Second, I’m going to challenge you and say that sexual attraction of any type is not wrong, despite your assumptions on the matter. Human beings feel sexual attractions. Period. You should know this. You feel them too. People will feel them for their whole lives. It is part of the human experience. And every human being on this planet has the same exact option when they feel a sexual attraction: to act on it, or not to act on it. Sexual attractions are not “bad thoughts.” Sexual attractions are instantaneous human responses to other human beings, and neither youth nor adults have any control whatsoever over whether or not they feel them. Every person feels attractions, and no person is culpable in any way for them. A person can control what they do with those attractions. Do they choose to entertain fantasies? Do they choose to act? But they have no control over having the initial attraction.

I am not alone in thinking this. The following comes from the pamphlet “God Loveth His Children” which you can find on the LDS Church’s website. 

“…Attractions alone do not make you unworthy. If you avoid immoral thoughts and actions, you have not transgressed even if you feel such an attraction. The First Presidency stated, ‘There is a distinction between immoral thoughts and feelings and participating in either immoral heterosexual or any homosexual behavior.’” 
Therefore, I completely challenge you and say you are wrong in feeling “afraid for some youth that now will think its okay [and here I assume you mean “to be gay”] as long as they dont act upon it.” 
You have nothing to fear if youth think this way. The truth is, a person can be temple-recommend worthy, within the confines of the LDS church, and homosexual as long as he or she doesn’t act on his or her sexual attractions. 
What is the alternative you are proposing? What is the alternative to “thinking it’s okay to be gay as long as you don’t act on it?” Is the alternative you propose eradicating the gayness from the person? Having it removed through “faith” or some form of therapy or another. Ironically, I guarantee you would find that nearly every gay LDS youth at one point or another would give anything to have that happen, and most have prayed and fasted and begged and pled, bloodying their knees in prayer and supplication, to have their attractions taken from them. However, I have never, in the literally thousands of individuals I have now encountered who are gay, met one single person who has had this occur. Not one. That’s not to say it’s never happened. But if it has, it must be extremely rare.

Sometimes Heavenly Father gives us life circumstances. Sometimes those circumstances are hard. And sometimes He doesn’t remove those circumstances regardless of our faith and desire to have them gone. Have you ever known a righteous individual who died of cancer? Can God cure cancer? I believe He can and does. Does He cure every righteous person’s cancer? No. How do you think they would feel if you said, “If you had just had enough faith, God would have taken that from you.” (I am not comparing homosexuality to cancer, per se, but just examining the notion that God does not remove all things we ask Him to remove.)

I have made certain choices about my own sexual attractions. Those choices work for me, and I am thankful for their consequences every single day of my life. But life is very complex, and I will never ever judge or condemn the choices of another person, even if they look different than mine, because that is not my place in the slightest, and I will love and deeply empathize with any homosexual person I encounter, no matter what. I will champion them and love them and embrace them and support them. I believe Christ would do the same.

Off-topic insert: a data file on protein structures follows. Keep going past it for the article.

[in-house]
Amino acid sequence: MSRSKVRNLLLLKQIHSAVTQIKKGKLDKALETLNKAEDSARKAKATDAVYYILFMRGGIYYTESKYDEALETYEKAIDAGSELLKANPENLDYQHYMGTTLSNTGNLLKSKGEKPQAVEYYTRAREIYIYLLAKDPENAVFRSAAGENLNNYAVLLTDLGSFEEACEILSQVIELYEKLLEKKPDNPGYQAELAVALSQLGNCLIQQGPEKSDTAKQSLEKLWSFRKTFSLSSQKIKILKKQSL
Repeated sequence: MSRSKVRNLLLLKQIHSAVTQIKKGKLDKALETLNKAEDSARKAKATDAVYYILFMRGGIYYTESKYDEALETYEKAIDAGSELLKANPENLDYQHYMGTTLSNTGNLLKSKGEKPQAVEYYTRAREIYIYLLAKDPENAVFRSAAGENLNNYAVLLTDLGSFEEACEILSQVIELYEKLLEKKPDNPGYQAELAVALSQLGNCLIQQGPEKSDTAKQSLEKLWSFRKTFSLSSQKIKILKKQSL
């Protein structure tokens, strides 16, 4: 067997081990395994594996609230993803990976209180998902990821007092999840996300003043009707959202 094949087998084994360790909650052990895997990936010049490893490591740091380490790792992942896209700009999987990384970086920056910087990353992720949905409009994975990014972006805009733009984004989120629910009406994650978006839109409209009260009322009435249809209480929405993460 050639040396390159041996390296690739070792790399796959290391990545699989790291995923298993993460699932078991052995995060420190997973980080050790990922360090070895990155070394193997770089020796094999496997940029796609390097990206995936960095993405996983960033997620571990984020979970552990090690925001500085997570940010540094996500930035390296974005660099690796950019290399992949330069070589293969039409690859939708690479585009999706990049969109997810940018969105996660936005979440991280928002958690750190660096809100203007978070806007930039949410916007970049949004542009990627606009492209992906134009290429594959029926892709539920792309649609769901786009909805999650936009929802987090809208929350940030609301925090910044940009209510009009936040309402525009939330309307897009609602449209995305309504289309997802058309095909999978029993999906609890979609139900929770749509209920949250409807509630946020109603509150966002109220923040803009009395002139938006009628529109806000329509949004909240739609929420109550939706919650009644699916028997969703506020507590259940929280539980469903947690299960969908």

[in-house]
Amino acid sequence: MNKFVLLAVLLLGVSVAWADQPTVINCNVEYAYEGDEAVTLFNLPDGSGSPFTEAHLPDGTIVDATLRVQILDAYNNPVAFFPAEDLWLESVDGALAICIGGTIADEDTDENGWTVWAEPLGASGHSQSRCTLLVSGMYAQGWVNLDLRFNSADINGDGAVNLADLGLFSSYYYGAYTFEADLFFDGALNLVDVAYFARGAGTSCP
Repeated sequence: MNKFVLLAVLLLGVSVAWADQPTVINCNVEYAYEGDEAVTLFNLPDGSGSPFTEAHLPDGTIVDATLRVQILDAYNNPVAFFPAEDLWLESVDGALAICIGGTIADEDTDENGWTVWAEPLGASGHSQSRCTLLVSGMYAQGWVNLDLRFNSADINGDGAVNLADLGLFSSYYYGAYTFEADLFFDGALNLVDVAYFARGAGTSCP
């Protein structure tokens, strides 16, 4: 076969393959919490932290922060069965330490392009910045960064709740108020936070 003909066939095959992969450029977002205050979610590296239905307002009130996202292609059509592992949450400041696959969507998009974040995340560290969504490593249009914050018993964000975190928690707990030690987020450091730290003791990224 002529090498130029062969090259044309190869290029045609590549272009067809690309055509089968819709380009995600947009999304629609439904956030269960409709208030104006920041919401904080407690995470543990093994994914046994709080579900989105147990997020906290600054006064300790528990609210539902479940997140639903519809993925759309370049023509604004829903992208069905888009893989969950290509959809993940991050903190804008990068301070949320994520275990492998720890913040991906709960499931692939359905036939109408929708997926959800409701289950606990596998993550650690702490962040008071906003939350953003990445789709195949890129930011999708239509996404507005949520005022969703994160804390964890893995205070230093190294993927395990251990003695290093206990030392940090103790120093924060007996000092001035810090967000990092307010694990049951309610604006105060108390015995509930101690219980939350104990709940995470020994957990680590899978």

To believe that sharing my story is a threat to the youth of the church is both an insult to me and to the youth of the church. If there are youth who are gay, they are gay. And if they are not gay they are not gay. Reading a blog post about another guy who is gay is not going to change that fact in the slightest. If they do happen to be same sex attracted, they have some choices to make for their future. Being educated, getting good information from people who have traversed the same path, is recommendable. Hearing myriad stories and finding paths that resonate is advisable. Silence is abhorrent and leads to shame, confusion and darkness. 

Sharing my story is not the problem when it comes to youth. When it comes to youth, a major problem, frankly, is people who–with the best of intentions–“protect” youth by not giving them information that will help them understand the world around them as they make grown-up decisions while still under the tutelage of parents and leaders. Shielding youth from information that fear-based adults find questionable is a disservice to the youth, and it leads to their shame and isolation, and in the end, to poor decision making. And that, I contend, is where Satan has his greatest hold upon the hearts of youth. I see it every day in counseling, especially among the sexually addicted. So, so, so many men and women saying “we were taught nothing about sex, and I had to find it all out on my own, and then [fill in tragic thing] happened.” 

In other words, your fears are part of the problem, not part of the solution. It’s time to do some soul searching and ask yourself what you are really afraid of. What about my story makes you uncomfortable, and why? This isn’t about youth. This is about you. I challenge you to dig deep and be real about what’s bothering you. Are you worried that someone in your life might turn out to be gay? Are you afraid of what you’d do if that happened? Are you fearful of something else entirely? What is your own relationship to sexuality? Do you find sexuality to be a fear-inducing topic, or is it something that brings you joy within the context of your own marriage (if you are married)? If it makes you uncomfortable, ask yourself why. Dig deep. Search your soul. Feel free to respond and I’ll continue the dialogue here or privately. (You can email me at joshua dot weed at gmail dot com.)

It has been impressed upon me again and again that we need to talk about hard things. We need to talk about things that are uncomfortable. You can sweep an issue under the rug, but it’s still going to be in the room with you. We don’t protect ourselves or others by not talking about hard things. We protect ourselves and others by being vulnerable and real and authentic even as we face really hard truths, and by allowing others, even youth, especially the youth, to do the same.

Does anybody else have any thoughts?